In the Board of Governors' opinion, resurgent inflationary pressure in 2010 was driven primarily by mounting prices in the volatile foods category. CPI inflation in December 2010 came to 0.92% (mtm) or 6.96% (yoy). At this level, the CPI inflation outcome surpassed the Government target of 5%±1%. The above-target deviation is explained primarily by high volatile foods inflation running at 17.74% (yoy) as a result of crop losses and disruptions in distribution caused by adverse weather conditions. This sharp rise in volatile foods inflation has also been observed in other countries in the region. In contrast, administered prices have charted only moderate inflation at 5.40% (yoy), while core inflation is subdued at a mild 4.28% (yoy). The low rate of core inflation is explained by a combination of exchange rate appreciation, modest inflation expectations and the present capacity of the economy to satisfy rising demand.

Financial system stability remained secure alongside steady improvement in the banking intermediation function. The solid condition of the banking industry is reflected in the high capital adequacy ratio (CAR) and subdued non-performing loans (NPLs) at below 5%. Further improvement has been recorded in banking intermediation. Credit growth by end of December 2010 recorded at 22.8% which the highest contribution of this growth was lending to MSMEs. Hitherto, the Indonesian banking system has not been impacted by fallout from the debt crisis in Europe. This is explained by the comparatively low exposure of Indonesia's banks to the banking system in European nations.

Looking forward, the Board of Governors is confident of a continued buoyant outlook for the Indonesian economy. GDP growth is forecasted to climb further in 2011 and 2012 to 6.3%, driven mainly by domestic demand and particularly accelerating investment activity. Balance of payments is again predicted to chart a respectable surplus in 2011 albeit lower from 2010. Exports will maintain vigorous growth, but imports are predicted to climb even faster in response to strong domestic demand, resulting in a reduced current account surplus. Nevertheless, the capital and financial account is forecasted to chart another respectable surplus driven by strong inflows of portfolio capital and foreign direct investment (FDI).

On a cautionary note, the Board of Governors expects the resurgent economic activity to be accompanied by mounting inflationary pressure. Inflationary pressure may be fuelled by disruptions in supply of volatile foods and possible increases in administered prices, in addition to rising demand and international commodity prices. Other risks that also call for attention are the surging capital inflows in a situation of considerable excess liquidity. In this regard, BI will take further action to strengthen the monetary and macroprudential policy mix. Current policies on managing liquidity and capital inflows will be subject to ongoing evaluation and if necessary, adjustments will be made to support monetary policy effectiveness.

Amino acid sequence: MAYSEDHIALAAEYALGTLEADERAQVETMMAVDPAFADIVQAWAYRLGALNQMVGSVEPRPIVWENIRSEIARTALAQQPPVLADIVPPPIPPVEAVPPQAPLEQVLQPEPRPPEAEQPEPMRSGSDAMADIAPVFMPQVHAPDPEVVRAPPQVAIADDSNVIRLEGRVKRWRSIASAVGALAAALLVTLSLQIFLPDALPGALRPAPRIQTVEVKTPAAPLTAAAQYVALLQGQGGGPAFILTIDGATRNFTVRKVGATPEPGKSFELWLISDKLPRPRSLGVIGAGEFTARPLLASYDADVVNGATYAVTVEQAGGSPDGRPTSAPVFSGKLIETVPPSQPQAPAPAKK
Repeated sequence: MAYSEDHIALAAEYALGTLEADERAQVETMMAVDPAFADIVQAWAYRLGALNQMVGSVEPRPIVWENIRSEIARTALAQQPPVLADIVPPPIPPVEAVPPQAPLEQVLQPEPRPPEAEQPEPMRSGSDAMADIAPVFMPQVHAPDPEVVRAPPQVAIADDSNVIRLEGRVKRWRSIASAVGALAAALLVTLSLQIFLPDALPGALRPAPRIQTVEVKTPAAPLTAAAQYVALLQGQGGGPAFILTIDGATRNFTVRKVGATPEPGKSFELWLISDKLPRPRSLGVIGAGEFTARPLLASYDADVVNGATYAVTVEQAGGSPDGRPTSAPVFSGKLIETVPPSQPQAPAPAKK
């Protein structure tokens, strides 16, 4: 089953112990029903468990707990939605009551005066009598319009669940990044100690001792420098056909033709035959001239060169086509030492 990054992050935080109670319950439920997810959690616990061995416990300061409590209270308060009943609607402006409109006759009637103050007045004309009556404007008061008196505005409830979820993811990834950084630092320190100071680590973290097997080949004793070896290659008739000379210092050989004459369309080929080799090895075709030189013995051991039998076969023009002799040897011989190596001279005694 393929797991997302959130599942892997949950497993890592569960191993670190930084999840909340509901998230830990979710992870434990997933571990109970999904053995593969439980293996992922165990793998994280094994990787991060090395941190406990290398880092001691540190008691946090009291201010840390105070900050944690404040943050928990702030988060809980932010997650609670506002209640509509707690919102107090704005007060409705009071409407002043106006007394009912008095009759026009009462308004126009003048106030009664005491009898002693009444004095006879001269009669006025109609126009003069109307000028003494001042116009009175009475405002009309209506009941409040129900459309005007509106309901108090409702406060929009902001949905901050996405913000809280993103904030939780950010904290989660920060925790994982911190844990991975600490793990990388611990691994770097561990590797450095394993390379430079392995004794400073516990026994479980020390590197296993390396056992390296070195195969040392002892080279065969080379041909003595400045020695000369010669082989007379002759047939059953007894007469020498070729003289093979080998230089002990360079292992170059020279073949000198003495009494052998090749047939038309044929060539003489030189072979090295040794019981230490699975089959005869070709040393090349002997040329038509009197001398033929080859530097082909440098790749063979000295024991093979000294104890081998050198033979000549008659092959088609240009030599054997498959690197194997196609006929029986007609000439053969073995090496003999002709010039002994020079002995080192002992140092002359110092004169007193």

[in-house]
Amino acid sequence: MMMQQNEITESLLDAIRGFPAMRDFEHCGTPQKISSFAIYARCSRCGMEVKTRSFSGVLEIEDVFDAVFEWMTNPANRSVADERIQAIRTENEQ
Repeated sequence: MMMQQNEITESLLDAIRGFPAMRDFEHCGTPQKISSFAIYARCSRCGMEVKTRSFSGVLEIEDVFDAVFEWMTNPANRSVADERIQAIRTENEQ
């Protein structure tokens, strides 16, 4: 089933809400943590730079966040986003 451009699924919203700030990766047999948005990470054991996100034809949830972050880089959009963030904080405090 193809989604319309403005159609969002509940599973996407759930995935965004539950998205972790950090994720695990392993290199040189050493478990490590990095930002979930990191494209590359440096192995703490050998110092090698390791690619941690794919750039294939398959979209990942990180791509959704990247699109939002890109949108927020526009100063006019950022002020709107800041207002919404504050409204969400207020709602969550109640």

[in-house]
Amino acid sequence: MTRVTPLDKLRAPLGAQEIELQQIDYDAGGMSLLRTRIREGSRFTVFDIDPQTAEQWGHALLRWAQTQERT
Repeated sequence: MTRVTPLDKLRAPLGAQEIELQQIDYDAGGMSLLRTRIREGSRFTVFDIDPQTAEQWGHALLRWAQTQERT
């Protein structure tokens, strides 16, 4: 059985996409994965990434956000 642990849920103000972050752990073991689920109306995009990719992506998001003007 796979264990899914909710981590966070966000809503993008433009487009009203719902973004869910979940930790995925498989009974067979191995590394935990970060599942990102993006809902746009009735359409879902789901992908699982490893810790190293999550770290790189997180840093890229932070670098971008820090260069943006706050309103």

These measures need to be supported by improved policy coordination with the Government. This is essential to boost supply side response in a situation of future improvement in economic activity and thus avoid generating inflationary pressure. Within this context, the existing cooperation with the government in the Inflation Control Team at the central level (TPI) and in the regions (TPIDs) must be strengthened further through enhancements in the programmes for bolstering the supply side and particularly improving distribution. Bank Indonesia expects and is fully confident that the Government will take proper actions to address these matters. The combination of these efforts and measures offers assurance for curbing inflation within the targeted range of 5%±1% in 2011 and 4.5%±1% in 2012.

The complete report of the deliberations of the Board of Governors’ Meeting for January 2011, featuring macroeconomic and monetary policy developments, will be presented in the Monetary Policy Review (MPR) on the Bank Indonesia website.

Jakarta, 5 January 2011
Office of the Governor

Difi A. Johansyah
Bureau Chief